The role of CD4 T cells in the course of the control of L. monocytogenes infection is much less well understood. L. monocytogenes induces a strong T-helper type 1 response and, similar to CD8 T cells, CD4 T cells also secrete IFN- . The strong CD8 and CD4 T cell responses results in a stable population of memory T cells specific for L. monocytogenes [6].

In the intestine, NKT cells (lymphocytes expressing both NK and T cell markers) play an important role in the control of early infection with L. monocytogenes [106]. It was shown that processing and presentation of listerial antigens is mediated by a distinct population of DCs, and strong costimulation is necessary for the development of a local antigen-specific T cell response in the intestinal mucosa. This strong costimulation seems to be required to activate appropriate antilisterial T cells and to surmount tolerance within the generally immunosuppressive intestinal milieu [107].

In general, adaptive immune responses in the intestine are characterized by high numbers of IgA producing plasma cells, regulatory T cells, and IL-17 producing T cells whose development is closely linked to factors produced by PRRs expressing IECs, DCs, and macrophages. This indicates that PRR mediated recognition of ligands produced by commensal bacteria is involved in positive and negative regulation of both, innate and adaptive immunity in the intestine [7].

7. Listeria monocytogenes L-Forms

L-forms are protoplast-like variants of bacteria that lost their ability to maintain a rigid cell wall. They have been first described at the beginning of the last century and were reported for many bacterial species. After their discovery, they have been intensively studied using numerous approaches [108]. However, due to the fastidious nature of L-form bacteria and experimental difficulties using old-fashioned techniques, these studies mainly focused on morphology and physiology of L-form cells and often led to inconclusive data. This was also the case for L-forms of L. monocytogenes [109]. It was only recently that L-form research experienced a renaissance, due to new experimental systems and the application of molecular biology and state-of-the-art imaging techniques [110112]. In a recent study, it was demonstrated that stable L-forms of L. monocytogenes are viable bacteria that are not only able to survive, but also able to replicate and multiply using a unique, previously unknown mechanism [110]. Thus, L-forms are unlikely to be just artifacts found under laboratory conditions, but seem to represent a pre-programmed, alternative phenotype of bacterial life. Of particular interest is the observation that L. monocytogenes L-forms are able to persist within macrophages, suggesting that they retain at least a part of their pathogenetic traits (Schnell et al., unpublished data). Previous results from tissue culture studies already suggested that L-forms may be able to persist within eukaryotic cells for various time periods [113, 114]. Clinical case reports about the isolation of cell wall-deficient variants in cases of persistent and recurrent bacterial infection also suggested that L-forms may serve as cryptic agents of disease in a variety of human infectious diseases [114118]. Subsequent reversion to parental forms may lead to a damage of the host cells. In the case of L-forms, when the bacteria have completely shed their cell walls, several proteins that represent important markers for the human immune system are also lost. Therefore, the immune system may no longer be able to discern and recognize these bacteria cells. Lack of the cell wall as an important target for antibiotic treatment represents a further threat, due to the ineffectiveness of cell-wall active drugs such as -lactams and cephalosporins on L-form cells [110, 119].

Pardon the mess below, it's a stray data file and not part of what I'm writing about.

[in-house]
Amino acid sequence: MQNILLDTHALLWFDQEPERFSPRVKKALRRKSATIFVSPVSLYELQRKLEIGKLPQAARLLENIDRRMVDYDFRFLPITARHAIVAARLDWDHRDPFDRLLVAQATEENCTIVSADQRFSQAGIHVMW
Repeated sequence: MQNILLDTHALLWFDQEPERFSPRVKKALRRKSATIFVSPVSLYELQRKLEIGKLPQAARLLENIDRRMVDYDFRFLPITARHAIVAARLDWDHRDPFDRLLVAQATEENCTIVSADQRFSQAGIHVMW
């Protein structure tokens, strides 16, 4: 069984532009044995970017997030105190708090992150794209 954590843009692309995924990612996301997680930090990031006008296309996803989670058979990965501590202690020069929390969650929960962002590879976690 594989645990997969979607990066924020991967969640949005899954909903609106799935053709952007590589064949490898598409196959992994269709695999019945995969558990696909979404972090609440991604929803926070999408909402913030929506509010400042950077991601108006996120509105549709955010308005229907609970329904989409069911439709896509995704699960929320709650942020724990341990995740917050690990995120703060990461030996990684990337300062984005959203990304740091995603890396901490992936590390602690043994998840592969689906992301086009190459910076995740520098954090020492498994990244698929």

8. The Possible Role of Listeria in Inflammatory Bowel Disease

Inflammatory bowel disease is a collective term for Crohn’s disease and ulcerative colitis, both immune-mediated diseases of the gastrointestinal tract which can develop in genetically susceptible individuals [120]. A potential role of L. monocytogenes in the pathogenesis of inflammatory bowel disease (IBD) has been suggested, because interference of the pathogen with NOD2-based signaling [121], and variations of NOD2/CARD15 have been shown to represent a risk factor for Crohn's disease [122]. Especially noteworthy seems the presence of L. monocytogenes at the site of colon perforation in a patient with fulminant ulcerative colitis [123]. Another study, however, reported an equal prevalence of L. monocytogenes in patients suffering from IBD and non-IBD control patients [124], suggesting a more common occurrence of the pathogen in the gastrointestinal environment. Together with the observation of a low prevalence of L. monocytogenes in biopsies from IBD patients the available data do not yet support a role of L. monocytogenes in IBD [120]. However, there is still a lot to be done to unravel any potential indirect involvement of L. monocytogenes in the pathogenesis of IBD.

Listeria monocytogenes has been employed for decades as a model organism to study host-pathogen interactions and immune responses against intracellular pathogens [125]. The many studies provide significant insight into how L. monocytogenes interacts on host mucosal surfaces of the human gastrointestinal tract with the immune system that triggers the antibacterial immune responses. Despite the vast amount of knowledge gathered on the host-pathogen interactions and the bacterial adaptations to mammalian host, it was only recently that L. monocytogenes was found to be responsible for induction of local mucosal inflammation in immuno-competent individuals, resulting in febrile gastroenteritis [4]. Hence, the availability of new and improved animal models, such as a humanized mouse model [49], will be an important prerequisite to improve the investigation of the gastrointestinal phase of L. monocytogenes infection, in order to further enhance our understanding of the interaction and the interplay of the pathogen with the host intestinal mucosa.